If nothing else, you just have to love the name. “Dingolfing!” Another ancient,historic and quaint Bavarian town about an hour and a half from us, northeast of Munich. I love getting out and wandering these lovely places. Exploring hidden alleyways. Peering through store windows at the still proudly handmade goods for sale. Starring in awe at Catholic Churches. Centuries old, filled with inspiring hand carved religious artifacts. Wandering the stone paved lanes and sitting a minute in the city center Platz. But this town was different. This town I felt a connection with. A friend and former co-worker’s Paternal and Maternal Grandparents hail from Dingolfing and I promised Rosanne I would go visit and photograph her heritage to share with her. I know how I would feel if a friend would visit my Irish hometown, so off we went on a sunny, Bavarian Blue filled sky day!
Come along on my Journey to Dingolfing!
Spanning the River Isar, Dingolfing, with a population of 18,000, is divided into two sections. The lower section is the business and commercial center and very modern. BMW has an enormous factory there and produces 270,000 cars a year in several plants around the city. I think one has my name on it. Ha ha….
Another major player is the Nuclear Power Plant located outside of town. Germany is shutting down the Nuclear plants as it aggressively pursues safe and clean forms of energy.
But….this is not why we went to Dingolfing. We went to see the old town across the river and sitting on a hillside with its narrow twisting streets, and old Bavarian architecture. We drove into town and found a parking place on the Platz. Exiting the VW, we set off on foot to enjoy and photograph the day. This is what we saw first. I love the pictures painted on the buildings depicting the owners occupation or Biblical motifs.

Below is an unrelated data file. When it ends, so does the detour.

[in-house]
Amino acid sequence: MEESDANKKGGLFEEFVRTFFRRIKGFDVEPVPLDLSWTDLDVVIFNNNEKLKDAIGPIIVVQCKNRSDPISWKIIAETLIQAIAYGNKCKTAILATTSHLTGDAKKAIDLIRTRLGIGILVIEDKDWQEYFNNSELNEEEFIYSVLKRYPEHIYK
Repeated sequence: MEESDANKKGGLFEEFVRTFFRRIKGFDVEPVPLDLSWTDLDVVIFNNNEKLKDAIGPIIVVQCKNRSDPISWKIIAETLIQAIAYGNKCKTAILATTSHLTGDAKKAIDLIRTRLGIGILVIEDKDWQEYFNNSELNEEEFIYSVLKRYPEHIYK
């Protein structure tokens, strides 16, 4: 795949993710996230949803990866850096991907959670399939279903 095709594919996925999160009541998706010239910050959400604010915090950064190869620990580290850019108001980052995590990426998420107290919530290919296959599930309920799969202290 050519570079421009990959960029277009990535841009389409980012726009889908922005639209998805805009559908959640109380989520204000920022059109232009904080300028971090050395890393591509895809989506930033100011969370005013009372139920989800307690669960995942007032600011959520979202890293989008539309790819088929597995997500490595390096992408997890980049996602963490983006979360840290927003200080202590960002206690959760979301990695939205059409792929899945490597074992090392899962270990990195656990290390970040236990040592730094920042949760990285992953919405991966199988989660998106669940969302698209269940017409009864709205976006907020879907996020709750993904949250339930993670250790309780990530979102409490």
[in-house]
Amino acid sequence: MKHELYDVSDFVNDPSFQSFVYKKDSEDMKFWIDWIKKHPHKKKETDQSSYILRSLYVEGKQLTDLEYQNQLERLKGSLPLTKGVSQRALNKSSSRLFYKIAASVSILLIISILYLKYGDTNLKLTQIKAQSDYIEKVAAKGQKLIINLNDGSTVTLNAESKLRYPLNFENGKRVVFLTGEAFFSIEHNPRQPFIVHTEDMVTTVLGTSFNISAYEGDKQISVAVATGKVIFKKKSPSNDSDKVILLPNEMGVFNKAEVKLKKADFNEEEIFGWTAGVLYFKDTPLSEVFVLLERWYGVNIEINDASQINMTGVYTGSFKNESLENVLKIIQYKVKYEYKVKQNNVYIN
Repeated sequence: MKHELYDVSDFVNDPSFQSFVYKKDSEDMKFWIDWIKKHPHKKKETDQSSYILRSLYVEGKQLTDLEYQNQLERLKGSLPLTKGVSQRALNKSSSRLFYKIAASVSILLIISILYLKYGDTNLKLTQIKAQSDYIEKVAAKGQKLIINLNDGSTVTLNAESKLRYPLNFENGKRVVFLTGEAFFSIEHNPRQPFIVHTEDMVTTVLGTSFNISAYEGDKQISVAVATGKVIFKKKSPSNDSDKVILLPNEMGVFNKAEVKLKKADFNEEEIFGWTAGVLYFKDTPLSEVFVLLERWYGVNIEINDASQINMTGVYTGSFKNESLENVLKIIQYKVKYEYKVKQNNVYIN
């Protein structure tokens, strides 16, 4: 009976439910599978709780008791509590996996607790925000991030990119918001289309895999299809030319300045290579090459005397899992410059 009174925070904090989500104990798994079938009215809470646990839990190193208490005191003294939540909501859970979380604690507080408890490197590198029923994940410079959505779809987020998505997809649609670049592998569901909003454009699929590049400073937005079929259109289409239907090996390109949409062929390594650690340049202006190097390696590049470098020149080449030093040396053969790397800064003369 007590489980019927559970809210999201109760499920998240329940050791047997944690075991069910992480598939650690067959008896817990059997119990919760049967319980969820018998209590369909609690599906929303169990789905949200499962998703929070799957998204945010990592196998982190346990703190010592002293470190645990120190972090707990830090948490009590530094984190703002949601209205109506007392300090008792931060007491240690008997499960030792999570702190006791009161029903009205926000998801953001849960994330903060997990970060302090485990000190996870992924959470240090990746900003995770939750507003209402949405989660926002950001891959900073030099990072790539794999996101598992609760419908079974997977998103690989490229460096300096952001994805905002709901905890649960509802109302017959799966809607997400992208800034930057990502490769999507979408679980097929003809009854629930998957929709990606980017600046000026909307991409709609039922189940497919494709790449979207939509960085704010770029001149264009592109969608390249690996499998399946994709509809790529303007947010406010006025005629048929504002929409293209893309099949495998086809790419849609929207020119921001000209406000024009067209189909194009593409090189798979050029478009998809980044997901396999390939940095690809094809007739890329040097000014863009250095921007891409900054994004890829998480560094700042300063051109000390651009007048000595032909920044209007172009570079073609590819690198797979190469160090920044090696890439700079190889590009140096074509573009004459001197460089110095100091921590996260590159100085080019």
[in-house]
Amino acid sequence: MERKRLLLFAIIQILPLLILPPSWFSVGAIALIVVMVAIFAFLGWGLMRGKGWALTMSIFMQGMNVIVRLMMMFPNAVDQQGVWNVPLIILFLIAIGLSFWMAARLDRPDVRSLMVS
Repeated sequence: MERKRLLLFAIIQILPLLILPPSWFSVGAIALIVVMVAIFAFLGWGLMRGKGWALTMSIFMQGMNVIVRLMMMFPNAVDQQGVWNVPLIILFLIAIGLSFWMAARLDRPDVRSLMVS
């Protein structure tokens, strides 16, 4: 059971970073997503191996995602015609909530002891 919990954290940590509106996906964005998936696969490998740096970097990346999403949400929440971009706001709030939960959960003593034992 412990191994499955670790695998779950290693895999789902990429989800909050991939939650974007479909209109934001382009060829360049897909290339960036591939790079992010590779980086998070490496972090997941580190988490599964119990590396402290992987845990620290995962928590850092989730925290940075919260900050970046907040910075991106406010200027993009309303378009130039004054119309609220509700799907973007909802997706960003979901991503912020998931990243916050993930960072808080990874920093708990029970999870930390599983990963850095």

This is the Seethaler Brewery.
Every town has a “Platz,” or plaza in the center where traffic is either banned or very limited. This is where the locals gather to sit, chat and otherwise socialize. Celebrations are held in the “Dorfplatz” or town plaza. Many are named after Mary, the mother of Christ, and hence, they are called ” Marienplatz.” This is Dingolfings Marienplatz.
We strolled around the small platz peering in windows. Everything was closed on this Sunday, but we enjoyed being rather alone and not sharing the sidewalks.
The old stone streets. All with a sweeping design!
Hand knit. Hand sewn and hand made gifts!
Exit the archway ( every town has one) and you exit the town center.
Each building is unique but follows a well defined pattern.
The local Meat Market
This is a residence smack dab on the Platz.
The town Hotel or Guesthouse. Again, every town has one.
EVERY town and I mean every town has the triumvirate of an Asian restaurant, an Italian restaurant and a Turkish Doner Kebab restaurant! This one is no exception. We ate at the Panda and the food was quite good!
Turkish Doner Kebab and Turkish Christmas Tree.
Italian Restaurants all serve real “Italian Style” thin crust pizza.